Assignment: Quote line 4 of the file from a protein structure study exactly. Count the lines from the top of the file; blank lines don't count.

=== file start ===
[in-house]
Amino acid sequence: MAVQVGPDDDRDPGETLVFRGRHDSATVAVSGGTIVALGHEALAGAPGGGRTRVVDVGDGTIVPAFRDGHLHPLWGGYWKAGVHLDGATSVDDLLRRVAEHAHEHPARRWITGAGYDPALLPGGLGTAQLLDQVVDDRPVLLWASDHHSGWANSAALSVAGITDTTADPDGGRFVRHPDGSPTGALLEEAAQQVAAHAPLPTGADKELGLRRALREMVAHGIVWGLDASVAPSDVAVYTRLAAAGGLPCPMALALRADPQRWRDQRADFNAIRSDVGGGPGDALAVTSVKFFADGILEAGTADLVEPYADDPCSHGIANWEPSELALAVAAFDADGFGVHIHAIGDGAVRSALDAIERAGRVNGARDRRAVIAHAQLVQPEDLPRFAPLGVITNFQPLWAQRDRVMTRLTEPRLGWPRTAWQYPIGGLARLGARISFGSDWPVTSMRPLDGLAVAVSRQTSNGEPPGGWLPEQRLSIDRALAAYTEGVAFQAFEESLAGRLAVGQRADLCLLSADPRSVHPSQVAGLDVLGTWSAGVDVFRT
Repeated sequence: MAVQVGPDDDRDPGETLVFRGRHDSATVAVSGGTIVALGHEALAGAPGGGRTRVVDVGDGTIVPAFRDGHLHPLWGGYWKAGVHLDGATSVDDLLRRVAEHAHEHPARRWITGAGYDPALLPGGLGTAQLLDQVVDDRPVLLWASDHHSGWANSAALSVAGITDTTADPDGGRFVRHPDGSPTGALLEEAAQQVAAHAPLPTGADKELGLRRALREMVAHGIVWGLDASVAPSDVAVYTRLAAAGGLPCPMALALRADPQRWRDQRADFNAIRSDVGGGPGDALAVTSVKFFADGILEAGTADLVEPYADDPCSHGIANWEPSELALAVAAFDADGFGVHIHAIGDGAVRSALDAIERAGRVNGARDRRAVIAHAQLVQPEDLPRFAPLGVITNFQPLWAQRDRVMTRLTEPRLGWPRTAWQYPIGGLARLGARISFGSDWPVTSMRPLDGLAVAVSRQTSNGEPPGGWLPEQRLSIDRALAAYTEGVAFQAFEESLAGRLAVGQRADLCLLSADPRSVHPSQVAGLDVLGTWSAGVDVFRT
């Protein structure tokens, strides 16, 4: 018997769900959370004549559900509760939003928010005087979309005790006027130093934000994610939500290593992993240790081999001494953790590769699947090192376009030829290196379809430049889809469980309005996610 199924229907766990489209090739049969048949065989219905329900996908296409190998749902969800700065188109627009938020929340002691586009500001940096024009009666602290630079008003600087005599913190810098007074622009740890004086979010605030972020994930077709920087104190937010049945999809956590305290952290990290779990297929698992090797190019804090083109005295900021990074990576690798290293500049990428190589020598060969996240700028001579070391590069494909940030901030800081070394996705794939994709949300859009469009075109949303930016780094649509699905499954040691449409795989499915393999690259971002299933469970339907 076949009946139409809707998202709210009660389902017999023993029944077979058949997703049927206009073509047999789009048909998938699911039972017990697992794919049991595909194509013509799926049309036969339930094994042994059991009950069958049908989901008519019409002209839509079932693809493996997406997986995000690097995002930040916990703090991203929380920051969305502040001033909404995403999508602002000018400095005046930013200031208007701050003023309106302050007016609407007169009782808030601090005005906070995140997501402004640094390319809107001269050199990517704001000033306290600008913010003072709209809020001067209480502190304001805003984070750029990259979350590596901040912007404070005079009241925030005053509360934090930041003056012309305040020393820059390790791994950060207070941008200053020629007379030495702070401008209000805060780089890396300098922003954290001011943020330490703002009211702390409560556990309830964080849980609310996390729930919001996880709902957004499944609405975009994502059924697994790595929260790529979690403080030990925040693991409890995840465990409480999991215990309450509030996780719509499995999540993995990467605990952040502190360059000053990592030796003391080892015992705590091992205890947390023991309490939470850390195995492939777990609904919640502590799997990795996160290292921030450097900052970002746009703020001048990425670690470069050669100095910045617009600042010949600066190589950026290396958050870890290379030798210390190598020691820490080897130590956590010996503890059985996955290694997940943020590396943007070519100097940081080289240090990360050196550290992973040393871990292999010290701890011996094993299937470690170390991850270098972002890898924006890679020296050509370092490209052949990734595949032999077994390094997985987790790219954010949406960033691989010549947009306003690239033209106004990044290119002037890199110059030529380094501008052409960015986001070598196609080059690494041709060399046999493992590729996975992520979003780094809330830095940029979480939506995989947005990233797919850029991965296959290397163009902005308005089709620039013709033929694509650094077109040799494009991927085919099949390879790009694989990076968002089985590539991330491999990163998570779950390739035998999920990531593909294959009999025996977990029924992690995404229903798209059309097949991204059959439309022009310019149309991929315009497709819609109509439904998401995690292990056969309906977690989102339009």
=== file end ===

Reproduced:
């Protein structure tokens, strides 16, 4: 018997769900959370004549559900509760939003928010005087979309005790006027130093934000994610939500290593992993240790081999001494953790590769699947090192376009030829290196379809430049889809469980309005996610 199924229907766990489209090739049969048949065989219905329900996908296409190998749902969800700065188109627009938020929340002691586009500001940096024009009666602290630079008003600087005599913190810098007074622009740890004086979010605030972020994930077709920087104190937010049945999809956590305290952290990290779990297929698992090797190019804090083109005295900021990074990576690798290293500049990428190589020598060969996240700028001579070391590069494909940030901030800081070394996705794939994709949300859009469009075109949303930016780094649509699905499954040691449409795989499915393999690259971002299933469970339907 076949009946139409809707998202709210009660389902017999023993029944077979058949997703049927206009073509047999789009048909998938699911039972017990697992794919049991595909194509013509799926049309036969339930094994042994059991009950069958049908989901008519019409002209839509079932693809493996997406997986995000690097995002930040916990703090991203929380920051969305502040001033909404995403999508602002000018400095005046930013200031208007701050003023309106302050007016609407007169009782808030601090005005906070995140997501402004640094390319809107001269050199990517704001000033306290600008913010003072709209809020001067209480502190304001805003984070750029990259979350590596901040912007404070005079009241925030005053509360934090930041003056012309305040020393820059390790791994950060207070941008200053020629007379030495702070401008209000805060780089890396300098922003954290001011943020330490703002009211702390409560556990309830964080849980609310996390729930919001996880709902957004499944609405975009994502059924697994790595929260790529979690403080030990925040693991409890995840465990409480999991215990309450509030996780719509499995999540993995990467605990952040502190360059000053990592030796003391080892015992705590091992205890947390023991309490939470850390195995492939777990609904919640502590799997990795996160290292921030450097900052970002746009703020001048990425670690470069050669100095910045617009600042010949600066190589950026290396958050870890290379030798210390190598020691820490080897130590956590010996503890059985996955290694997940943020590396943007070519100097940081080289240090990360050196550290992973040393871990292999010290701890011996094993299937470690170390991850270098972002890898924006890679020296050509370092490209052949990734595949032999077994390094997985987790790219954010949406960033691989010549947009306003690239033209106004990044290119002037890199110059030529380094501008052409960015986001070598196609080059690494041709060399046999493992590729996975992520979003780094809330830095940029979480939506995989947005990233797919850029991965296959290397163009902005308005089709620039013709033929694509650094077109040799494009991927085919099949390879790009694989990076968002089985590539991330491999990163998570779950390739035998999920990531593909294959009999025996977990029924992690995404229903798209059309097949991204059959439309022009310019149309991929315009497709819609109509439904998401995690292990056969309906977690989102339009």